Attitude’s Role in Your Success

Pepper de Callier

As a magnet is to iron filings, so is attitude to success.

It’s quite simple actually. The world is full of “content” experts—people who know a lot about any given subject. There is no shortage of smart people today. If being smart was the key to success, the world of business would be awash in successful people, but it isn’t. The real shortage is an attitude shortage--people with the “right” attitude to be specific. (I’ll define that in a moment.)

For many years I have seen the phenomenon of attitude work its magic in positioning people for success. People, in general, understand that attitude plays a role in success somehow. But, what most people don’t realize is that the right attitude actually attracts opportunities to the person who has it. The reason for that is successful leaders and investors know a little secret about attitude: someone’s attitude is the single most powerful predictor of success—period—and the people with the right attitude are the ones who successful leaders want on their teams.

It is a simple word, attitude, but to me it is a very complex concept in that there are a wide variety of attitudes that a successful person must draw upon at any given time in her or his life, for example: Resilience— an ability to overcome setbacks; Openness—a willingness to take in information without prejudice of forethought; Empathy—caring about others, listening to them, learning about them, and helping them achieve their goals, and, Winning — living each day with the finish line in mind and seeing yourself cross it hands-in-the-air with people on the sidelines cheering you on. In a recent interview in Fast Company, a famous Hollywood casting director, Mark Bennett, explained how attitude was even a key differentiator when actors are selected for a movie production. “The actors I've seen succeed are the people who come with enthusiasm and confidence and are always prepared to have a positive experience.” (This sentence is worth re-reading.)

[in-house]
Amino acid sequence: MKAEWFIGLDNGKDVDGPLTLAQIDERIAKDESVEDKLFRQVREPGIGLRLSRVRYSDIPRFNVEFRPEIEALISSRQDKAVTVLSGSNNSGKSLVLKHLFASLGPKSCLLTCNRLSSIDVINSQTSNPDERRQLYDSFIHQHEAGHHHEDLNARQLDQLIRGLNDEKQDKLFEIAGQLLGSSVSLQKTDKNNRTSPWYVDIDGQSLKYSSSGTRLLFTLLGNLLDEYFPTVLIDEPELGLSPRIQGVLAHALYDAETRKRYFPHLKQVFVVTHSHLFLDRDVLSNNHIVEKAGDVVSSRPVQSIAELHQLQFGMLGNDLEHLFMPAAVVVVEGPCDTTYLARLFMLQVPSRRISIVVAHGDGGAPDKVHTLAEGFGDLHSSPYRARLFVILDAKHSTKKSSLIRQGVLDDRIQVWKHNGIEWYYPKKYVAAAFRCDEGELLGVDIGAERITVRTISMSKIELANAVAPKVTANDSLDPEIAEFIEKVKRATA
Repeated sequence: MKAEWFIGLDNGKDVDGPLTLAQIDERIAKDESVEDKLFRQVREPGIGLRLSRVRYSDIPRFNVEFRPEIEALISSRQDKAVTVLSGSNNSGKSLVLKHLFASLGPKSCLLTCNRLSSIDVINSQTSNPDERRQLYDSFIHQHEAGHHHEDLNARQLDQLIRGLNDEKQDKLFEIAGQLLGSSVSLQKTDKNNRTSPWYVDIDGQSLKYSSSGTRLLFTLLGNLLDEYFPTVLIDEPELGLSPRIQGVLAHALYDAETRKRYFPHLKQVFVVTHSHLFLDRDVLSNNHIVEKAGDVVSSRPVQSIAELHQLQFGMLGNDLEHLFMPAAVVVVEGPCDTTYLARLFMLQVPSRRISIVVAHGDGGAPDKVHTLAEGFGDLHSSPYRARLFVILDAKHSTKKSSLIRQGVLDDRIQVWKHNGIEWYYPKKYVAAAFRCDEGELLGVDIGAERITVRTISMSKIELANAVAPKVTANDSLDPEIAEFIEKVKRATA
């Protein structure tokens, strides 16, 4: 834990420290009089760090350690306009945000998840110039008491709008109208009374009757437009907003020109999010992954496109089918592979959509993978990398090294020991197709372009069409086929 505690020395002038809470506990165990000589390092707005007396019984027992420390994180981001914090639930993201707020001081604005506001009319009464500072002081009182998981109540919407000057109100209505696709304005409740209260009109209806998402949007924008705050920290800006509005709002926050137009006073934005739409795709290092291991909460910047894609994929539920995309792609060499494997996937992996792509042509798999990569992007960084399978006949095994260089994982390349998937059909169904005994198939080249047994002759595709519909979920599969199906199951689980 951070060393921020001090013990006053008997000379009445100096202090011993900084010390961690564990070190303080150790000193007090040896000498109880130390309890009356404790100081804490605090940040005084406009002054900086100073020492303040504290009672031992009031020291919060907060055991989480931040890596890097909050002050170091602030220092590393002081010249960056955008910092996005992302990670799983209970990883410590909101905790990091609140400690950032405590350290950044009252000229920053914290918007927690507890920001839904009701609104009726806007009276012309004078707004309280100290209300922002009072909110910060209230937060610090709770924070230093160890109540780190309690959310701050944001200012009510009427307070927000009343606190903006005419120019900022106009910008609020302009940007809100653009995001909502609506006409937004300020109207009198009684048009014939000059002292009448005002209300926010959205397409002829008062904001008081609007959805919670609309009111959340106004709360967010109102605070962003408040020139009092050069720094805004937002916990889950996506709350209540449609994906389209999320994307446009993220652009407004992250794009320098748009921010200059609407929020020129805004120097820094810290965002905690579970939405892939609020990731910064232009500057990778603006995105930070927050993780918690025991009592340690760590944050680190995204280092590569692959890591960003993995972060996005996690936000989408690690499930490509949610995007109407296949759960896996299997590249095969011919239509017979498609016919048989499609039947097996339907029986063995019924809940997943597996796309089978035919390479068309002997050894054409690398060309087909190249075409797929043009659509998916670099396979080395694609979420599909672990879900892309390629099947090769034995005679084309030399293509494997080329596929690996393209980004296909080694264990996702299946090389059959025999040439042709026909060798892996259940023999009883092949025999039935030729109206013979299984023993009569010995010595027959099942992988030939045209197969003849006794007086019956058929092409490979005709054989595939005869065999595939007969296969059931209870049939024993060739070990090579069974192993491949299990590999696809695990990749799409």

As you can see, the concept of attitude becomes many-faceted. Some might observe that what I have listed above are really personality traits, not attitude. Perhaps, but I would say that attitude is the foundation of all these traits. Without attitude there is no direction—good or bad. We could continue to add many more elements to the list above, but the real key is to have the “right” attitude.

What is the “right” attitude? The answer to that question is somewhat elusive, to be sure. However, from experience, I can tell you this--it’s a mix of confidence, common-sense, humility, optimism, resilience, a desire to succeed, and it permeates your entire being. This is more than just putting on a “game face” and accepting a challenge with a smile. This is real, it’s palpable, and many CEOs I’ve dealt with over the years feel that the “right” attitude outweighs functional skill any day of the week. Why? Because they know that someone with the “right” attitude will see solutions—not problems—and will approach projects with a certain eagerness, enthusiasm and can-do attitude. He or she will find out the things they need to know in order to succeed in whatever task they are given. In other words, they can be relied upon to be an example to others and to get the job done right.

Can the right attitude be learned or acquired? I put that question to a friend of mine, Prague-based psychiatrist, Michaela Novotna. With a quick nod of her head in the affirmative, she said, “Absolutely.” She was also quick to add that it’s not easy, though. “You have to define the specific change in attitude you want to make—specificity is important—without it you have no direction and no way to know if you’re making progress toward your goal.” The environment you create for yourself is important, too, according to Dr. Novotna. Seek out those who have the trait that you’re working on, and model the positive aspects of that trait—practice makes perfect. It’s like learning a new language—repetition is important—it doesn’t come to you overnight. It takes long-term commitment and the desire to make the change. “Without feeling a sense of urgency, or need to change, it will never happen. But, if you’re persistent and determined it can happen and, when it does, it can change your life in a number of very positive ways.”

People with the right attitude are people to watch; they always find a way to win. Good luck on your way up!